Pushing up the start date

Questions have been swirling around the community ever since the March 31 meeting. Community members have taken to Facebook, petitions and even the Letters to the Editor section of the Tribune’s Opinion page to voice their concerns and ask questions.

Some of those questions have been answered. At the March 31 meeting, some parents were concerned about the school year interfering with the Freeborn County Fair.

Now that the 2015 dates for the fair have been released, the calendar was adjusted to accommodate that.

The calendar for the 2014-15 school year began on Sept. 2 and ends on June 5, 2015. According to the descriptive calendar for this school year on the Albert Lea Area Schools website, students will get 24 days off. Preschool through fifth- grade students will get 26 days off due to winter and spring conferences.

The draft of the proposed calendar has students starting school on Aug. 10, 2015, and ending on May 27, 2016. May 23, 2016, through May 27, 2016, are potential snow makeup days.

Students will get a total of 33 days off with the proposed calendar, though it is still in draft stages.

In the traditional calendar, students get many one-day long breaks. Winter break is Dec. 22 to Jan. 2, 2015, which is 10 school days. Spring break is March 30, 2015, to April 3, 2015, which is five school days.

In the proposed calendar, students will potentially get three longer breaks at the end of each quarter. Breaks are slated for Oct. 5, 2015, to Oct. 16, 2015; Dec. 21, 2015, to Jan. 1, 2016; and March 7, 2016, to March 18, 2016. All of these breaks would be 10 school days.

August is for families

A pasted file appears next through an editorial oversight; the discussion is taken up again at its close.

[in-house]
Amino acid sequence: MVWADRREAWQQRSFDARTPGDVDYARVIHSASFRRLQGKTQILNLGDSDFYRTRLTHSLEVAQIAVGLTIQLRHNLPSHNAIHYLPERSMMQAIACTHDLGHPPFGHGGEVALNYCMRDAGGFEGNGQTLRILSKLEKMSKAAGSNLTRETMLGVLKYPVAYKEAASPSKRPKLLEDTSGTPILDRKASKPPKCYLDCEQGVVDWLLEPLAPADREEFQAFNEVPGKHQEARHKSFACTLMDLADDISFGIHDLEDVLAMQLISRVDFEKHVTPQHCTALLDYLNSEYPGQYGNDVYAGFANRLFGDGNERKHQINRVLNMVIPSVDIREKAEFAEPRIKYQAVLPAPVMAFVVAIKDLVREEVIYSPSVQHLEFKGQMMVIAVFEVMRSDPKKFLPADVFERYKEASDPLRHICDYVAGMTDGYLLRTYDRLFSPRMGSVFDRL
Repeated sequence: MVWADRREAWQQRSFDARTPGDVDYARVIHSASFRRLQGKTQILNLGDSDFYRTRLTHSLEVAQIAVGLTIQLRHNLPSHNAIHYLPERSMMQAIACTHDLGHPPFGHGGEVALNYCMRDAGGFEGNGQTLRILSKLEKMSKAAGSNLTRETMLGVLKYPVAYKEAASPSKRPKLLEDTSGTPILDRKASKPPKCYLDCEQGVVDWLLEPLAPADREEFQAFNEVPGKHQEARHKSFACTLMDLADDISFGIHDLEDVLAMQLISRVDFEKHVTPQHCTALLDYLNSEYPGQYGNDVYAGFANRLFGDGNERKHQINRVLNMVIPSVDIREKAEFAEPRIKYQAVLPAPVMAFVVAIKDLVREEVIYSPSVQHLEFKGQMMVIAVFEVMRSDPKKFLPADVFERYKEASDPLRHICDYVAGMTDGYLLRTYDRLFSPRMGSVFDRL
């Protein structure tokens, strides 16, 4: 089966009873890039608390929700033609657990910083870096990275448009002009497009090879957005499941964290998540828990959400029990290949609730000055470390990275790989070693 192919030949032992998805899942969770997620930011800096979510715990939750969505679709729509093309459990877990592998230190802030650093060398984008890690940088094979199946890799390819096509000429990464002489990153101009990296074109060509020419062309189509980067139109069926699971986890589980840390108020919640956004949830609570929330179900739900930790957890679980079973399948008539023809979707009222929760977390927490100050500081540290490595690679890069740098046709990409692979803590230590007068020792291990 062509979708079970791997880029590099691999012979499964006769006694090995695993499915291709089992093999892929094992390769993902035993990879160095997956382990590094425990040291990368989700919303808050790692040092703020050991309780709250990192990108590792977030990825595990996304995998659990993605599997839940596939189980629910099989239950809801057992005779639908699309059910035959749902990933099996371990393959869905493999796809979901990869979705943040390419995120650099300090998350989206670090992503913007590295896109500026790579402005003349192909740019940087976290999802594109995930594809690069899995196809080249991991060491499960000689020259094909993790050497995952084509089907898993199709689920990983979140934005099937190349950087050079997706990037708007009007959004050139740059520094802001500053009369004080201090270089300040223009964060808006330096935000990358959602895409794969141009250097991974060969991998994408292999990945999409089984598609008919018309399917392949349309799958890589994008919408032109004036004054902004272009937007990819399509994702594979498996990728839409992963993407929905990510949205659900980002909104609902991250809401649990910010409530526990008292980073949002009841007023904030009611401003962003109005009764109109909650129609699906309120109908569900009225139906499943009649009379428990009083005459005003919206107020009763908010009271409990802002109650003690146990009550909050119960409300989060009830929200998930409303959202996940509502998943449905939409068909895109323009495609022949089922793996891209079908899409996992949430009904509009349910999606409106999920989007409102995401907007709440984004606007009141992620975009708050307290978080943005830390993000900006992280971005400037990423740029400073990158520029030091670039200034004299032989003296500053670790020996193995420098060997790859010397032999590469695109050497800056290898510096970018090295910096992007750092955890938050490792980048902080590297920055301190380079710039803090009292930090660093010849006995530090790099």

Opponents of the proposed calendar say that August is a pivotal time for families in the summer. Many families take vacations or spend family time together during that month.

School would be beginning right after the Freeborn County Fair ends on Aug. 9, 2015, and many opponents say that students need time to wind down from the fair before regrouping for school. Other opponents say that the early start of school interferes with students who may be going to the Minnesota State Fair.

Proponents of the proposed calendar say that their children are often restless and ready to go back to school by the end of August and that having longer breaks after the quarter ends will help both students and teachers prevent burnout, especially during the long late winter months.

Another discussion point involves the longer breaks in October and March. For parents who have work conflicts, finding all-day childcare could become an issue.

The Children’s Center and the Albert Lea Family Y both provide child care, but it would be an extra cost to parents who need to utilize those services during the proposed calendar’s breaks.

For Collins, she said she has older children and works overnight shifts at the hospital. The scheduling conflicts wouldn’t affect her, but she said she wasn’t so sure about her children getting out of school in May.

“They get out when it’s nice,” she said, referring to the traditional calendar’s later start date. “They go back when it’s not so nice.”

 

Want to give input? 

The Albert Lea school board has scheduled two of three hearings on the calendar issue:

First hearing

5:30 p.m. Tuesday

Albert Lea High School

Second hearing

7 p.m. Oct. 14

Albert Lea High School

Third hearing

To be determined

 

2014 average ACT composite scores 

The composite score is a combined score of the ACT reading, math, English and science sections.

Albert Lea 21.8

Austin 19.5

Faribault 21.5

Mankato East 21.9

Mankato West 23.5

Owatonna 22.9

Rochester John Marshall 23.3

Rochester Century 25.7

Rochester Mayo 25.2

Winona 23

Fairmont 22.5

Blue Earth 22.7

Alden-Conger 23.2

Glenville-Emmons 18.4

United South Central 22.1

NRHEG 21.1

Red Wing 22.7

Northfield 24.4

Worthington 21.2

Willmar 22

St. Peter 22.9